By Paul Abelson, senior technical editor
Q. I have to run in and out of California, so I invested in a set of trailer skirts. They were supposed to pay for themselves quickly by saving at least 5 percent in fuel.
I don’t know where they get that number, because all I’m getting is barely more than 1 percent. I took it back to the trailer dealer. They checked it over and said it was installed according to instructions and there’s nothing wrong with the skirts. Can you help?
A. When EPA’s SmartWay approves a product, they review the test procedures to make sure that testing was conducted according to SAE fuel economy testing procedure J1321 and that it was conducted by an approved, independent third-party testing organization. Tests are generally done under ideal conditions with the vehicle set up to maximize the performance of the device being tested.
For example, tests may be run with the trailer as far forward as possible or with fairings between tractor and trailer. If your gap is greater than under test conditions, mileage will suffer. The most common reason that real-world results don’t match SmartWay projections is California’s 40-foot kingpin-to-rear-axle rule.
Since skirts generally do not cover trailer tandems, they must end at the slider’s forward-most positions. When these trailers slide their bogies rearward for better ride and weight distribution when operating outside California, a gap is created between the rear of the skirt and the front of the wheels. This gap allows air to flow in under the trailer and, especially in crosswinds, to increase pressure on the undercarriage, increasing drag.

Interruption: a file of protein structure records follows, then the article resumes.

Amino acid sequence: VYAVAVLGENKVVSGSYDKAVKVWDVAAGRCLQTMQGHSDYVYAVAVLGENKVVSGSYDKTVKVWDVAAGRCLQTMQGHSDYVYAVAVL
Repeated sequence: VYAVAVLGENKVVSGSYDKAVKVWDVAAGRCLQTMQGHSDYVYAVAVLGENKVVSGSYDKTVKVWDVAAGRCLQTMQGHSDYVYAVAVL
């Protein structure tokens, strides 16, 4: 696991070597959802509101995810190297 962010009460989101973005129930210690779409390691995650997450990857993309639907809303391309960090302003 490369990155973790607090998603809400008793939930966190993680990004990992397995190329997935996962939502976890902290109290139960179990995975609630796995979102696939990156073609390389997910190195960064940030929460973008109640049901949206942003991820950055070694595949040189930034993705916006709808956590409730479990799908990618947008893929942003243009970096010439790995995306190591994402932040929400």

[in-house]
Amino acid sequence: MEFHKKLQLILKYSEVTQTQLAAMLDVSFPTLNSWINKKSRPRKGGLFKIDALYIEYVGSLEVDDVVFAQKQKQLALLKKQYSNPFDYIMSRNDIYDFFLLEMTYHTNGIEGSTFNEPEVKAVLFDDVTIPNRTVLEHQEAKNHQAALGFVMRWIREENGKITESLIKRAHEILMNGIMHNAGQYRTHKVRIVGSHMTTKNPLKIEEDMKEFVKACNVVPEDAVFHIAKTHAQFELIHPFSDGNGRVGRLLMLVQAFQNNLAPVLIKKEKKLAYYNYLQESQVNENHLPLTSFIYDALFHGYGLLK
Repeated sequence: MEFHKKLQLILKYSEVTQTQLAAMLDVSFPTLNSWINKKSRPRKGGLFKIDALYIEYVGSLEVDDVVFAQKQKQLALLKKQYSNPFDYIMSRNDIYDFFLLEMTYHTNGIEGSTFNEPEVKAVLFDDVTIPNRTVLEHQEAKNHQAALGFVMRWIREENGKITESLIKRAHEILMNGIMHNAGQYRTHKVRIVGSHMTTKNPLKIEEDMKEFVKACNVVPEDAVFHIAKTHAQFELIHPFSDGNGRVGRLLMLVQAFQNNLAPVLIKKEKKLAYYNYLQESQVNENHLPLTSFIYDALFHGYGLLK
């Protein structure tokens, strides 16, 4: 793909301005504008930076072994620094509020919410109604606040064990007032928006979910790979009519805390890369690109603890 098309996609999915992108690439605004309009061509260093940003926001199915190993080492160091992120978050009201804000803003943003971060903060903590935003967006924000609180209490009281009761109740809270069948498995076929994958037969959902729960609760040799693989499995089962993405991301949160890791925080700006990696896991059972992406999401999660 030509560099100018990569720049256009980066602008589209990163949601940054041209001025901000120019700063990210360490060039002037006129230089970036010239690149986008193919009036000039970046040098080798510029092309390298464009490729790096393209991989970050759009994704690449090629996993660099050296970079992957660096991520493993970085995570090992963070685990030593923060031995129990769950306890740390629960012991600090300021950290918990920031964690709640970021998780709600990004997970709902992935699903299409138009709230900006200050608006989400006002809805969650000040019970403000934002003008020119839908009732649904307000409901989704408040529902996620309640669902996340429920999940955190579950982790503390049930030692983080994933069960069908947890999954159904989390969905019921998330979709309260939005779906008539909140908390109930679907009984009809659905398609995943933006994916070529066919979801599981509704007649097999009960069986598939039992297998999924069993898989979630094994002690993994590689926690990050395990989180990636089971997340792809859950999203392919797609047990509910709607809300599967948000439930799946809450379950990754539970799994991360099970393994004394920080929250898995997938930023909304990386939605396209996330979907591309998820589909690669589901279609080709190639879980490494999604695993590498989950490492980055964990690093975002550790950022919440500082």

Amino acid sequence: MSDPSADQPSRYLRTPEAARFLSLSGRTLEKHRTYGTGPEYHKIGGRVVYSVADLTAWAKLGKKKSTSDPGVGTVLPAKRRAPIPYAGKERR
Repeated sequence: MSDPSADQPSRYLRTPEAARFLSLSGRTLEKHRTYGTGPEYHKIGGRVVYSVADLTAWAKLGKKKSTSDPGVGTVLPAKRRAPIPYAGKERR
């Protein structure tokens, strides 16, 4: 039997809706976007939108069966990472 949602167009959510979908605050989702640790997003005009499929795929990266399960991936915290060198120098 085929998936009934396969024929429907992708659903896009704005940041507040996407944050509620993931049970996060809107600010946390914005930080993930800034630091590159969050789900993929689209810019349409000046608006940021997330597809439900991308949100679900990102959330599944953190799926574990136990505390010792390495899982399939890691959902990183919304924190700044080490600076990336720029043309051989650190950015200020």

Not every fuel-saving device approved by SmartWay has that kind of falloff in performance. Some approved devices, like wide-base single tires are constant because they do not depend on the variability of other settings. Aerodynamic extensions behind the trailer called boat tails or taper tails will perform as tested because their conditions don’t change or, if they do, it is for the better. Since drag increases with the square of truck speed, driving faster than speeds used in tests could result in more drag reduction than realized in testing.
I am not in favor of going faster to make your devices more effective. On the contrary, going faster reduces fuel economy compared with slower speeds. But if a device showed a 5 percent improvement when tested at 60 mph and you operate at the speed limit in states that allow 70, the device should provide better than its nominal 5 percent improvement, but that faster speed is also decreasing your fuel economy at the same time.
There is at least one device that compensates for the varying gap as the slide is moved. In our May issue it was a “Paul’s Picks” from the TMC meeting. The Aerofficient Side Fairing is a two-piece skirt. One piece attaches to the trailer as any normal side skirt does. The other piece slides to fill the gap no matter where the tandem is. That way, the skirt will always fill the gap and mpg improvement will not fall off.